The manner in which states intervene in the economy for the benefit of corporations is also evident in the plans announced for the financial sector in the 2012 budget. It was outlined in the budget that “cross-border investments in and out of South Africa” would soon be simplified. Meaning, the state will be making it far simpler for corporate investors to transfer money in and out of South Africa; for their benefit. Linked to this, such measures would also make it easier for South African-linked corporations to invest in other African countries. In fact, the 2012 budget commits the state to help both private and state-owned South African-linked companies expand further into Africa. The reason why South African-linked companies like investing in African countries is because labour is extremely cheap, environmental laws are lax, and the local states tend to cover up or even assist investors in carrying out abuses on communities and workers. The South African state is, therefore, not only willing to facilitate the exploitation of workers in this country; but across Africa. Such actions are the actions of an imperialist!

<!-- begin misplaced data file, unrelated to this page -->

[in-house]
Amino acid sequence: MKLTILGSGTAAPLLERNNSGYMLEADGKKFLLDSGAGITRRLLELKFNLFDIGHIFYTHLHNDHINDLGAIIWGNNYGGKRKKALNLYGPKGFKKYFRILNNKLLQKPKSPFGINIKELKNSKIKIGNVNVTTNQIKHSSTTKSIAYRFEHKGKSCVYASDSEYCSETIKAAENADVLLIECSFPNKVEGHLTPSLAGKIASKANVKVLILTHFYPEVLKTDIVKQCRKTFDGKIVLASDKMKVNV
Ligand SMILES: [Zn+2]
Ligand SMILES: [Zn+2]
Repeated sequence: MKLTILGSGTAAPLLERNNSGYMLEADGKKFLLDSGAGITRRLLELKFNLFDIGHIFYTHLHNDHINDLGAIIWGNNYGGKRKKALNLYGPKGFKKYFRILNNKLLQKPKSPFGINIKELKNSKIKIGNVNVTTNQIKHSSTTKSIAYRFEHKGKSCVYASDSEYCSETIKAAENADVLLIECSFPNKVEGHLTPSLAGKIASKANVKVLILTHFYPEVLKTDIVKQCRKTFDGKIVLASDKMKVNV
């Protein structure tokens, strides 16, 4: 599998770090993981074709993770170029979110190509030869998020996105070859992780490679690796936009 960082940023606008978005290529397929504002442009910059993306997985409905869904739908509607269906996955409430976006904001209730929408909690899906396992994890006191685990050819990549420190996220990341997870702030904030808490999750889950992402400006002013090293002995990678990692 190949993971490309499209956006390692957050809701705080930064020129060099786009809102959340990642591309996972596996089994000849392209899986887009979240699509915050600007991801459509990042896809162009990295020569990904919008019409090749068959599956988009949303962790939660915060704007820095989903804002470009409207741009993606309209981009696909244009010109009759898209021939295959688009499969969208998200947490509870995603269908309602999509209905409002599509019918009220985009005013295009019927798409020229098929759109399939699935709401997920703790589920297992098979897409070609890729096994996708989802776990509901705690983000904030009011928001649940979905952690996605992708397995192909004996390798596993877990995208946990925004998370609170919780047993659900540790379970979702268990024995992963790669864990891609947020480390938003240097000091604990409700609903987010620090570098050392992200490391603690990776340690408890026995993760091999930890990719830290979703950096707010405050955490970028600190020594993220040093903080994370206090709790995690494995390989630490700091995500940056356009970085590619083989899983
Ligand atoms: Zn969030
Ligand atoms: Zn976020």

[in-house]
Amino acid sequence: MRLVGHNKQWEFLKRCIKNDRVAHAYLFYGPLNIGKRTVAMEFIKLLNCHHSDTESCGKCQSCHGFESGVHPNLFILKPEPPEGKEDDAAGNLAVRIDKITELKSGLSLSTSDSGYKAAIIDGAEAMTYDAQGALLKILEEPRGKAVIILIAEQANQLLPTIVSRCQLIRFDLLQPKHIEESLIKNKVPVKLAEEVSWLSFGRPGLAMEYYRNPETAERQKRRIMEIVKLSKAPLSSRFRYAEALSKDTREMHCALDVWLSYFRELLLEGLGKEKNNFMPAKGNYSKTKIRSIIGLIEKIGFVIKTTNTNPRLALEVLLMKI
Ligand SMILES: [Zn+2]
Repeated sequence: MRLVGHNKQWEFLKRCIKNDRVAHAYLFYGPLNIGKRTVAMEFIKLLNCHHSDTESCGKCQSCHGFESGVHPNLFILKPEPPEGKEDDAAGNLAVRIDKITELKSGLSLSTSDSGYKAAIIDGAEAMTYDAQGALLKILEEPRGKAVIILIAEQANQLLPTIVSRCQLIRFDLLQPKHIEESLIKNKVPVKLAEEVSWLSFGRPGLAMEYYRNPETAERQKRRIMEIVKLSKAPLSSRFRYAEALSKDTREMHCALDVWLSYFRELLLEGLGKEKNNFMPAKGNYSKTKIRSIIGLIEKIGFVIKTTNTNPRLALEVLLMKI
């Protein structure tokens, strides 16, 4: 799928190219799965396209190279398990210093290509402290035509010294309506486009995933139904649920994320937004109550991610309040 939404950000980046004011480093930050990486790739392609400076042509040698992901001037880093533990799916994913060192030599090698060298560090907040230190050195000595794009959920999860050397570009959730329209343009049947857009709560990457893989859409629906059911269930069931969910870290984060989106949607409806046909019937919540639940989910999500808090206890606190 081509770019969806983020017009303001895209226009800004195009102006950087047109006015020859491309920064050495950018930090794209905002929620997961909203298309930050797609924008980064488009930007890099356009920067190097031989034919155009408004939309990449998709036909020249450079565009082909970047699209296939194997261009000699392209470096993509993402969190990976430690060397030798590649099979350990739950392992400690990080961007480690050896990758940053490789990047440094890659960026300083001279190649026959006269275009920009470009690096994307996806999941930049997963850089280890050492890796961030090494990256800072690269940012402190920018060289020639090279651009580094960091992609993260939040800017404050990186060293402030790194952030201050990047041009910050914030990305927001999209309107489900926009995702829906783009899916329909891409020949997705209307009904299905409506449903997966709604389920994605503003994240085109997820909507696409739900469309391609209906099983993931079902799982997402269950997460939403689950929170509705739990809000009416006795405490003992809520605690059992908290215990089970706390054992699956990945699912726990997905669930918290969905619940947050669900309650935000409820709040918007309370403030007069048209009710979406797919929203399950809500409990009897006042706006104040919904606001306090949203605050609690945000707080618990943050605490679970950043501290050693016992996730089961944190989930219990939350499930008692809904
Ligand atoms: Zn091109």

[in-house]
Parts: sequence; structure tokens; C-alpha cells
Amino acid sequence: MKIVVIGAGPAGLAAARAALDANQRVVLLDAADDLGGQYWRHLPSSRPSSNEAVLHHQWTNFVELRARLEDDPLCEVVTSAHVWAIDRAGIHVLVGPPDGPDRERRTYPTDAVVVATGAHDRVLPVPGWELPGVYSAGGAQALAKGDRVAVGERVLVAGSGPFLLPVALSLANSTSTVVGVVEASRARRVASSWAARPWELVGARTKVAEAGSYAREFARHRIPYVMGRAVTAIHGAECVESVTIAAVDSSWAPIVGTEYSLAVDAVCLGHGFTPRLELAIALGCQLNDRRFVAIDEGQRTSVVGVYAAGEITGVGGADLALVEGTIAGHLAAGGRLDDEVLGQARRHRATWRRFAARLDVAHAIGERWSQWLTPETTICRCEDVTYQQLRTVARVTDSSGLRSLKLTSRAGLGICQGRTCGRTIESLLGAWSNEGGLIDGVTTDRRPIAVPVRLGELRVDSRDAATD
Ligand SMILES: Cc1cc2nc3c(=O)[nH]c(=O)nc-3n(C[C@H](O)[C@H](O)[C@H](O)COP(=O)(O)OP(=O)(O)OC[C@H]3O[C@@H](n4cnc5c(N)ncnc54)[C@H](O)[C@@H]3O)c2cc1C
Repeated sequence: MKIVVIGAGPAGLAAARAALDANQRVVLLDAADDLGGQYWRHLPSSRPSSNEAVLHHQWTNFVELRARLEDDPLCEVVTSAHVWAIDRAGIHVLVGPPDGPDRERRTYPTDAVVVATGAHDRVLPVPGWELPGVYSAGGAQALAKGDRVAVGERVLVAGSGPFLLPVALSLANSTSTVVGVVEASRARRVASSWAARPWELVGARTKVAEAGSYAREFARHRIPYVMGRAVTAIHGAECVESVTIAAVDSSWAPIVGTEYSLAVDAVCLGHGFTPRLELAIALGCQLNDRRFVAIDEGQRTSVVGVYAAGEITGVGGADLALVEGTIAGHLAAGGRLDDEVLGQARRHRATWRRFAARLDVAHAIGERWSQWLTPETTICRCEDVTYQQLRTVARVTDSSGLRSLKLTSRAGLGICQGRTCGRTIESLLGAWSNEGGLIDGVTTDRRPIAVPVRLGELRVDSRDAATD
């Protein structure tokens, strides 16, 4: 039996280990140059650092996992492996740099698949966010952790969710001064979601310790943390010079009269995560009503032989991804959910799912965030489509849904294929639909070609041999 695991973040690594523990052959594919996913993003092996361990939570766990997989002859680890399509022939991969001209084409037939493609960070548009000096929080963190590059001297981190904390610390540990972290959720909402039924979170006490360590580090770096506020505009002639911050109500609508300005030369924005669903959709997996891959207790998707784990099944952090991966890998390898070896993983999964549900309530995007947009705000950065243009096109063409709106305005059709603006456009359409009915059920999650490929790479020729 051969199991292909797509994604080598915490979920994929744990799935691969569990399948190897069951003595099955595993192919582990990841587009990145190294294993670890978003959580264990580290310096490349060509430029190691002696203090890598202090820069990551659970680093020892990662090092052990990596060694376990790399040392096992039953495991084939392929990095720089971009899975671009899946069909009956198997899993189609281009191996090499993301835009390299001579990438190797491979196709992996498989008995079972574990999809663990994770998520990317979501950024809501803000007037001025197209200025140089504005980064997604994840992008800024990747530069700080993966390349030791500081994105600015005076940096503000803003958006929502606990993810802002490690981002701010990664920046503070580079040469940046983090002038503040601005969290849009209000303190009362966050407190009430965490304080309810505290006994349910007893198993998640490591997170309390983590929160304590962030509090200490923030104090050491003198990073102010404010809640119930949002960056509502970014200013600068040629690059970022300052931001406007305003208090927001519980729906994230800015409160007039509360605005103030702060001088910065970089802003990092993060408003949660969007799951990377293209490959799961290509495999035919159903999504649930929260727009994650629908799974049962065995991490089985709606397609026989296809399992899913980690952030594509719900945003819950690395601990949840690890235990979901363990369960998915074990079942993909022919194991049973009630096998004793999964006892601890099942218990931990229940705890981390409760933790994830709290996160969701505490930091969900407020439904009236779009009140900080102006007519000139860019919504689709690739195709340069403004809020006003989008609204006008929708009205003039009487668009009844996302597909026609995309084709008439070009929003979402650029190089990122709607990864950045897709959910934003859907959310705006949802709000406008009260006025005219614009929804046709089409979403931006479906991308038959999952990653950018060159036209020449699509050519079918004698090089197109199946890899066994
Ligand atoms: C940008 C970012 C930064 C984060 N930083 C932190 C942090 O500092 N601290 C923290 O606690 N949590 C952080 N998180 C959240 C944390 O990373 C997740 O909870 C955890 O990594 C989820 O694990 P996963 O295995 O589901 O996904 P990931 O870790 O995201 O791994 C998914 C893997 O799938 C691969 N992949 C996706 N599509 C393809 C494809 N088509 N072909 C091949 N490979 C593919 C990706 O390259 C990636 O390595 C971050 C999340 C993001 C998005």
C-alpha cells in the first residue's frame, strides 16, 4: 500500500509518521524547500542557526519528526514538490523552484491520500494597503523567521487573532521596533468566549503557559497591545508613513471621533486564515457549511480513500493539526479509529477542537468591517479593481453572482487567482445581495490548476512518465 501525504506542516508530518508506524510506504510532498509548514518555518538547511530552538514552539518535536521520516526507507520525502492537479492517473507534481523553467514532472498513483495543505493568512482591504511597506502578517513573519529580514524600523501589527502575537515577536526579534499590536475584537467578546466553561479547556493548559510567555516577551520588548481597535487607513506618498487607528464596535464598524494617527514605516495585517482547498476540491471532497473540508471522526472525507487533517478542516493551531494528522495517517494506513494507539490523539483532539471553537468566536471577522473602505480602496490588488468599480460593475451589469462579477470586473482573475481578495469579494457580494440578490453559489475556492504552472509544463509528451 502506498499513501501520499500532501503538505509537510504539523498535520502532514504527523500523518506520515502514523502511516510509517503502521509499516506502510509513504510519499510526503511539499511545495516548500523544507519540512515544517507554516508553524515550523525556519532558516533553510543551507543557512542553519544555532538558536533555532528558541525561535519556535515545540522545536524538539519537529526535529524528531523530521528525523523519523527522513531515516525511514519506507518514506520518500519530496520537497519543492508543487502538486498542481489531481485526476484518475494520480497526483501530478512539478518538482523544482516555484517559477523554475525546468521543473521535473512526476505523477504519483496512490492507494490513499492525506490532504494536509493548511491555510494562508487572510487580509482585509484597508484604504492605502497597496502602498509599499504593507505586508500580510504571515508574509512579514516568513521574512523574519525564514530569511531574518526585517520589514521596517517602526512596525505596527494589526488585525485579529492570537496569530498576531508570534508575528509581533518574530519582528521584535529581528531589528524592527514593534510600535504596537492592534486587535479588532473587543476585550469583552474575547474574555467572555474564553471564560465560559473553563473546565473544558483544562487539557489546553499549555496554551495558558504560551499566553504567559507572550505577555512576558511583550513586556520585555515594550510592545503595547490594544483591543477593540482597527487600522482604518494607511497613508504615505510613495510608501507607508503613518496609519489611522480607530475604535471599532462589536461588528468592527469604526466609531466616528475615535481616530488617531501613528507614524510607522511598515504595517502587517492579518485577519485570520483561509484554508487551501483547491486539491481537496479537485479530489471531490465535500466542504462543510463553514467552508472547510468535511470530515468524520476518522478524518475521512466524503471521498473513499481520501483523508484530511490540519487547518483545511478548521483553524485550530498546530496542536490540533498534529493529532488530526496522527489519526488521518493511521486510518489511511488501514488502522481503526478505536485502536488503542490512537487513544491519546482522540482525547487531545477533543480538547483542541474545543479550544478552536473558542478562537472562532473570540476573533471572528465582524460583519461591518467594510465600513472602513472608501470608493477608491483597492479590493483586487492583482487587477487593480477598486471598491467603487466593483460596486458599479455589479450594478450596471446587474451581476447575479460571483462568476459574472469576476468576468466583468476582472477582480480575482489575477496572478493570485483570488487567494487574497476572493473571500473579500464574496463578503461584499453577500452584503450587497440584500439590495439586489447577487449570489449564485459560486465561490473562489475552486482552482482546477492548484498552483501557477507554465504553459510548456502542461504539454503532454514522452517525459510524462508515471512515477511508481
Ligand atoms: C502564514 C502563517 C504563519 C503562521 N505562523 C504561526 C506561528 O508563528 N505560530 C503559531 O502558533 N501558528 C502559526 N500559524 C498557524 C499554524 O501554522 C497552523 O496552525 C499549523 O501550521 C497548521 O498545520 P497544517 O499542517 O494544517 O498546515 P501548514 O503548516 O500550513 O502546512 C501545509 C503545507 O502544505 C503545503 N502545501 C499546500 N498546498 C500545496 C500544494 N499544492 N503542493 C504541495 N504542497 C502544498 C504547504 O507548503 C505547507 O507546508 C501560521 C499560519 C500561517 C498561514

It is clear many of the provisions in the 2012 budget are aimed at assisting corporations and are riddled with neo-liberalism. As such, the South African state’s budget has been developed by a section of the ruling class for the ruling class.

But what about the welfare provided by the state?